Extrinsic motivation and dissociation: In mainstream, standardized educational discourses, learners spend much of their time in an extrinsic-motivation orientation. They experience wave after wave of curricular content thrown at them. The content may or may not be interesting to them. Certainly, many innovative educators work very hard to make all of the mandatory concepts exciting and engaging for students. The issue here, however, is around ownership. In Chapter 3, I discussed estimations of learner time spent in an intrinsic orientation and extrinsic orientation throughout their educational journey from early childhood education to the graduate postsecondary level. Much of the time is spent in the extrinsic-motivation orientation, where educator, institutional, and societal expectations provide much of the impetus for learning engagement and task completion. The critical mass of learning-experience design is not built around the development of intrinsic motivation, even though intrinsic motivation is expected from every learner. The transfer of learning ownership, and engendering student-initiated invention or innovation, is quite often marginalized to the periphery of this mainstream educational culture. The longer the time a learner spends in an extrinsic-motivation orientation, the greater the risk to the learner of dissociating from this kind of educational practice. Dissociation involves emotional detachment from a system that is very predictable, that requires passive compliance and cooperation to function smoothly, and that provides limited opportunity for student ownership. Little space is available to develop intrinsic orientation. Learning is important and relevant to the learner when they see it as important to themselves, and when they have a voice and are empowered to initiate. They are able to invest in themselves and others emotionally and intellectually. They become intrinsically validated. The dissociation phenomenon, which results from endemic extrinsic-motivation educational contexts, leaves learners needing to reconnect in a social/emotional manner, and to learn to give themselves permission to initiate ideas and creative pursuits based on their own interests and intuition, to make the transition to a collaborative culture of creativity. In many cases, they need to rediscover or discover what their passions are, so as to fuel growth into an intrinsic-motivation orientation that is so conducive to higher potential creative outcomes. In Chapter 3, we discussed a learning-experience template intentionally designed to transfer ownership to foster intrinsic motivation as the learner progresses through creative and collaborative capacity stages.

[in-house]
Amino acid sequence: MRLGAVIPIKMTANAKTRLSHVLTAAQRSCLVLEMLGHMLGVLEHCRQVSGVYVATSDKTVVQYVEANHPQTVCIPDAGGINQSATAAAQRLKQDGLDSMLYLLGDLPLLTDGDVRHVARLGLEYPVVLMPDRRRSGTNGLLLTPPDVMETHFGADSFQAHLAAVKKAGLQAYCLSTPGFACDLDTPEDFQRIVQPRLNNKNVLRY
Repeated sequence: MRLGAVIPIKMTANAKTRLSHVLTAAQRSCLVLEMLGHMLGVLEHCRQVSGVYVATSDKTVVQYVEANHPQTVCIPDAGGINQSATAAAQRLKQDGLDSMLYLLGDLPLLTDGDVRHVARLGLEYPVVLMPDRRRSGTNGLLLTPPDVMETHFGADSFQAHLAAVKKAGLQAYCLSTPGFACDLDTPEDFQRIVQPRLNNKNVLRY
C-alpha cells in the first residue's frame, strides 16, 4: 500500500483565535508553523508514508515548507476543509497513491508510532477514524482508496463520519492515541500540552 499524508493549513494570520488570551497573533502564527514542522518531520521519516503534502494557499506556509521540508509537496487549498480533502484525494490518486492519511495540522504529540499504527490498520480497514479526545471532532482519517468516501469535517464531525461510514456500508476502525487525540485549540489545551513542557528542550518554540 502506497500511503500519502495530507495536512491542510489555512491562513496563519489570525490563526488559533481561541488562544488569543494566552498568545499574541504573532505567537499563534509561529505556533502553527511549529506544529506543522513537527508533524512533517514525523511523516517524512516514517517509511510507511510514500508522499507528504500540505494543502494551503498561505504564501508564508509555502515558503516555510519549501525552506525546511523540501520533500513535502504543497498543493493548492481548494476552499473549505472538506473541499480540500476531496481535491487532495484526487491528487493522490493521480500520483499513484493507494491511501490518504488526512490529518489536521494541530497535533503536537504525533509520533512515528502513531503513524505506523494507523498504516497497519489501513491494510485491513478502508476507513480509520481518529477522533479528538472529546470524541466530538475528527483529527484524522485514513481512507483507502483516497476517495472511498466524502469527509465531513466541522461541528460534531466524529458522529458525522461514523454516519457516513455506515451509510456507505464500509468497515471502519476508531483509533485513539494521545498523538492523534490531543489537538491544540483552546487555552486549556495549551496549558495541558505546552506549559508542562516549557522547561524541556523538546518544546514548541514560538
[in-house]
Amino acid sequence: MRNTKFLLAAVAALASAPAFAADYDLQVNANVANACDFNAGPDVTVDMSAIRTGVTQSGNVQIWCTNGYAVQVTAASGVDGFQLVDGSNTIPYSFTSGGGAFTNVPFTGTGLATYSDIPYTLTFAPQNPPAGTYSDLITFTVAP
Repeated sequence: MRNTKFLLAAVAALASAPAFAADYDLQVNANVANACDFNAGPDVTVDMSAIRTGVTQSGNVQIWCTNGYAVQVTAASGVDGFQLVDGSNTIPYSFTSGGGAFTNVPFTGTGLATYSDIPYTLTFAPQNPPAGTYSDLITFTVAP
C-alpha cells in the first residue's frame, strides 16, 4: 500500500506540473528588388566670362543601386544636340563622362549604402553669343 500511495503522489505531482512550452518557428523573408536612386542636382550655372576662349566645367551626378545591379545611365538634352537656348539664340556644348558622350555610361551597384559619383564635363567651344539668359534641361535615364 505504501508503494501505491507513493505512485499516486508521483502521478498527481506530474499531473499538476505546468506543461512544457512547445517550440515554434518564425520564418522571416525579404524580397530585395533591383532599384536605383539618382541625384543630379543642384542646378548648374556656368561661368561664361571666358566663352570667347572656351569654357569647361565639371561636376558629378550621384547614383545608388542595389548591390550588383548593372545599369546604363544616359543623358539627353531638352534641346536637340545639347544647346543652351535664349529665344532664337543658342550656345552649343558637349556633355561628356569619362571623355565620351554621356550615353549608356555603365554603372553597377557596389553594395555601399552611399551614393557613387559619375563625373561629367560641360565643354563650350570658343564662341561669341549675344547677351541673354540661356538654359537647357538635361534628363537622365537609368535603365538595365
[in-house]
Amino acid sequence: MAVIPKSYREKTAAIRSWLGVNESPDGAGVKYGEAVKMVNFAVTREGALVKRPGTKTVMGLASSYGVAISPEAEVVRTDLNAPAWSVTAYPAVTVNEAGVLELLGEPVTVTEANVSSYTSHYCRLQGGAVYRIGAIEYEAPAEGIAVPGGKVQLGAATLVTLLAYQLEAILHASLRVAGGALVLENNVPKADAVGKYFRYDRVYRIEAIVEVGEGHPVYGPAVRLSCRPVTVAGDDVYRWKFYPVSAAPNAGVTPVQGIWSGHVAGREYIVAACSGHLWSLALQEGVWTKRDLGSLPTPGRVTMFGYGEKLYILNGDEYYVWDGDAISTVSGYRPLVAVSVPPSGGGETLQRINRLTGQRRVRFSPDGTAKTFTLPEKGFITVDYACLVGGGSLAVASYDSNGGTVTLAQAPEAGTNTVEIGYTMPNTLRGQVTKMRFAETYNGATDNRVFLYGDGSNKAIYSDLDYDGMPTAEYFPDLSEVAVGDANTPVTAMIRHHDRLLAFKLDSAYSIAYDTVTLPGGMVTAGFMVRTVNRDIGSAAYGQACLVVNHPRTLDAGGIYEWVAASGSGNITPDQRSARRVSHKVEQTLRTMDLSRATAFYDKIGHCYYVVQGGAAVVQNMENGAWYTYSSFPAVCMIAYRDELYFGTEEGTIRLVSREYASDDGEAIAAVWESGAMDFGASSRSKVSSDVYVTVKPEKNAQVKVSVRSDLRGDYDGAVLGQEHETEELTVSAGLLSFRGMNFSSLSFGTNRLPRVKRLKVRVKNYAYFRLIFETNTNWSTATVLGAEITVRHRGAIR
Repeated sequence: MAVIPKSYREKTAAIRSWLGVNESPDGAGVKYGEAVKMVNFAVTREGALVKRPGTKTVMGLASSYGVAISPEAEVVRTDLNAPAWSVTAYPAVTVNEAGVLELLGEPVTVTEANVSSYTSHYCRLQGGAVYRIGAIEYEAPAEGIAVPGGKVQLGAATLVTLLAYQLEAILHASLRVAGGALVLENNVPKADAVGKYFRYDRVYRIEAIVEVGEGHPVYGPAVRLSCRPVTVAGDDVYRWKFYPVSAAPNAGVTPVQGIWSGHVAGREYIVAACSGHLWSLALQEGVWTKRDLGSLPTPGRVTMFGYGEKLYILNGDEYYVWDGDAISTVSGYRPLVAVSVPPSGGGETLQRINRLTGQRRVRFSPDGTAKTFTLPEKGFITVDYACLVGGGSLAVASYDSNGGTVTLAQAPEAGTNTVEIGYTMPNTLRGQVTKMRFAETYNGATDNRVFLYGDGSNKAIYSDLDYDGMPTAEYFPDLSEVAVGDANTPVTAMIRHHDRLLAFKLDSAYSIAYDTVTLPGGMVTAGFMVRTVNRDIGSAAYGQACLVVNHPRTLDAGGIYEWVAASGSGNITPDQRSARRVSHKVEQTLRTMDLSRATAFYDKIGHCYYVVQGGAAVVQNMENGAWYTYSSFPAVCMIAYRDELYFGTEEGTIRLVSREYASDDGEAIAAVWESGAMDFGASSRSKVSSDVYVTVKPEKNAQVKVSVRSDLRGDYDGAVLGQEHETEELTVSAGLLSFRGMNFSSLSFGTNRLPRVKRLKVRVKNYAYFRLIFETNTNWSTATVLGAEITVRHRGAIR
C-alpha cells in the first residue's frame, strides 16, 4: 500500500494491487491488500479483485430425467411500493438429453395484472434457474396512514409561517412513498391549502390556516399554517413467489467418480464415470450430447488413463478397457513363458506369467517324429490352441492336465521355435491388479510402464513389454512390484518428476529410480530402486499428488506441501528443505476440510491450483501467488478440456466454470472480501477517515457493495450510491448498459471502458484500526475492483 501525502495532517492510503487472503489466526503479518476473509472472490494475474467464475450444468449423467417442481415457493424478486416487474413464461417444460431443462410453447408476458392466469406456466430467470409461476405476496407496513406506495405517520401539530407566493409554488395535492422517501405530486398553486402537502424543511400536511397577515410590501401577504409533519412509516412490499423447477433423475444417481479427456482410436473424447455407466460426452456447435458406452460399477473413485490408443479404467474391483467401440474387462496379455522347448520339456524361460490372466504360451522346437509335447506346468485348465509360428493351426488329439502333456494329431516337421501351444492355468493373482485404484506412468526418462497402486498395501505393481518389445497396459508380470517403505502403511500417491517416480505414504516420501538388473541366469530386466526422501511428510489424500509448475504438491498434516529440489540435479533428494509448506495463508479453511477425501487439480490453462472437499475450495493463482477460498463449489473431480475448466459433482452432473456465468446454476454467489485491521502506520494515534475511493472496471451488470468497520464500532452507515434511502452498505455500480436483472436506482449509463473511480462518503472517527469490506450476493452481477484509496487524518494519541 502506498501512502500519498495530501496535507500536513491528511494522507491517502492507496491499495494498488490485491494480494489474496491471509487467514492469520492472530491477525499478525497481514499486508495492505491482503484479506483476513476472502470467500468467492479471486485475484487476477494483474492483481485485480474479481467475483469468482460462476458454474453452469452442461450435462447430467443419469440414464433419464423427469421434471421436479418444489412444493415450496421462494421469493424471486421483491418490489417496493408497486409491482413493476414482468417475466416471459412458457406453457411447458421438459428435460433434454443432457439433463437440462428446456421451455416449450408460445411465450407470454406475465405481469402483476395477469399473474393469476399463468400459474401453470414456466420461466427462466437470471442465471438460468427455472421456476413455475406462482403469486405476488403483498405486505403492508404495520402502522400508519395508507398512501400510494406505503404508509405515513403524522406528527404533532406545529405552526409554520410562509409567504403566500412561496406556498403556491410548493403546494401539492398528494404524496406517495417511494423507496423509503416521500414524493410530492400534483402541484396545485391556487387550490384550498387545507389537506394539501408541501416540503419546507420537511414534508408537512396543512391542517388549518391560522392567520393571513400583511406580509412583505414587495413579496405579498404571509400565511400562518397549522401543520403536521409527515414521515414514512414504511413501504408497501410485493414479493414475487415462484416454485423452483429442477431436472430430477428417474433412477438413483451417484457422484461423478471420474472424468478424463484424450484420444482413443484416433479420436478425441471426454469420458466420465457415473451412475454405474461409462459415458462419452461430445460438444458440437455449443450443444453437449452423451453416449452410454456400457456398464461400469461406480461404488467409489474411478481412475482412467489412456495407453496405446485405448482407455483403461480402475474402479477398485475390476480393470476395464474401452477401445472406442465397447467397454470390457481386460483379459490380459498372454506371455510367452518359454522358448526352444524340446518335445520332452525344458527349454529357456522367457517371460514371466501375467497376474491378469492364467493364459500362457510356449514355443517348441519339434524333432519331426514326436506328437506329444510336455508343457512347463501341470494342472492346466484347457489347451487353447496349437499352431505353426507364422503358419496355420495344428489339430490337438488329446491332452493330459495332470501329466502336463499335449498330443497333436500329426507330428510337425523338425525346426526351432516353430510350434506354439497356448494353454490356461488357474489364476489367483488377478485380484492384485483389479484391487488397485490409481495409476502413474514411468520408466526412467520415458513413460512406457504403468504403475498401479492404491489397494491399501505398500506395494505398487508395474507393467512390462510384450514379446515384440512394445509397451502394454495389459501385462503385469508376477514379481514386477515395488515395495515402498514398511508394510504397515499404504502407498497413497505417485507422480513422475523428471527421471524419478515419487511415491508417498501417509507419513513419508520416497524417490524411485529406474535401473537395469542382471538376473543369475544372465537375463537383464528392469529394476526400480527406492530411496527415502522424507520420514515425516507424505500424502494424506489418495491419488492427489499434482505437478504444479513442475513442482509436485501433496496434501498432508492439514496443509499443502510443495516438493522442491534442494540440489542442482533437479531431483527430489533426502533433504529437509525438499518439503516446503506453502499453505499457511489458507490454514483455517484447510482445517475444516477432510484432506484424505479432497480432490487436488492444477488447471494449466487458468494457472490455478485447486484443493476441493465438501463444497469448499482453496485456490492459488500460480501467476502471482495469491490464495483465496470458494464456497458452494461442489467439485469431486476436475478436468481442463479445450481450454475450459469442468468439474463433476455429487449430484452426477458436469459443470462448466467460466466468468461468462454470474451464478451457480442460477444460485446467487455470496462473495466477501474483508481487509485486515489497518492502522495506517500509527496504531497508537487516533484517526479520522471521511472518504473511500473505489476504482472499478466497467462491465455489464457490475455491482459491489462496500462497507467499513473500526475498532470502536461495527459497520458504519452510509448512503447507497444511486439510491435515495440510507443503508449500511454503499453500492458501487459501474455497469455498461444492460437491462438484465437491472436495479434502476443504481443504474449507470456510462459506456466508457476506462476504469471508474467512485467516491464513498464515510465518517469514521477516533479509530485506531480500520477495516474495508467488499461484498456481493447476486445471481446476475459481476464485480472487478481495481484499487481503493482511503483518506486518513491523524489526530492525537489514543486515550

Assessment anxiety and hypercompetition: Assessment is perhaps the most anxiety-producing aspect of traditional education. It is likely the most common point of contention between learner and educator throughout the educational journey. Anticipation of test scores, and comparisons to peers and standardized levels of achievement, can cause incredible levels of anxiety from so many perspectives. No one wants to look bad or stupid in public compared to others. No one wants to be branded as a failure, which can be internalized to become one’s social valuation. Traditional assessment regimens tied to standardized curricula and achievement levels that primarily revolve around content transfer and retention inadvertently put considerable emotional distance between the educator and learner despite the best intentions of the educator. The educator is placed in the position of measuring the progress of the learner against standardized norms. A collateral perception that can be developed by the learner in this assessment context is that they are being judged, potentially leading to mistrust and resentment of the system, and mistrust of educators. As achievement is illustrated through vertical comparisons against standardized levels, those placing at the very top of these achievement levels, A+ or A, are the participants who receive the greatest validation for success in this system. This leads to an educational climate of hypercompetition, and the commodification and ownership of knowledge, where sharing knowledge with others could result in competitive disadvantage. This competitive environment can lead to mistrust: any peer or colleague is perceived as a competitor instead of a collaborator. This is counterproductive to an educational culture of collaborative creativity, where a free flow and sharing of ideas is central to the divergent/convergent pulse of the design process. The development of trust through active and deep listening is absolutely necessary for this process to flourish. Gardner (2016) speaks to the potential negative impact of performance pressure in a competitive culture: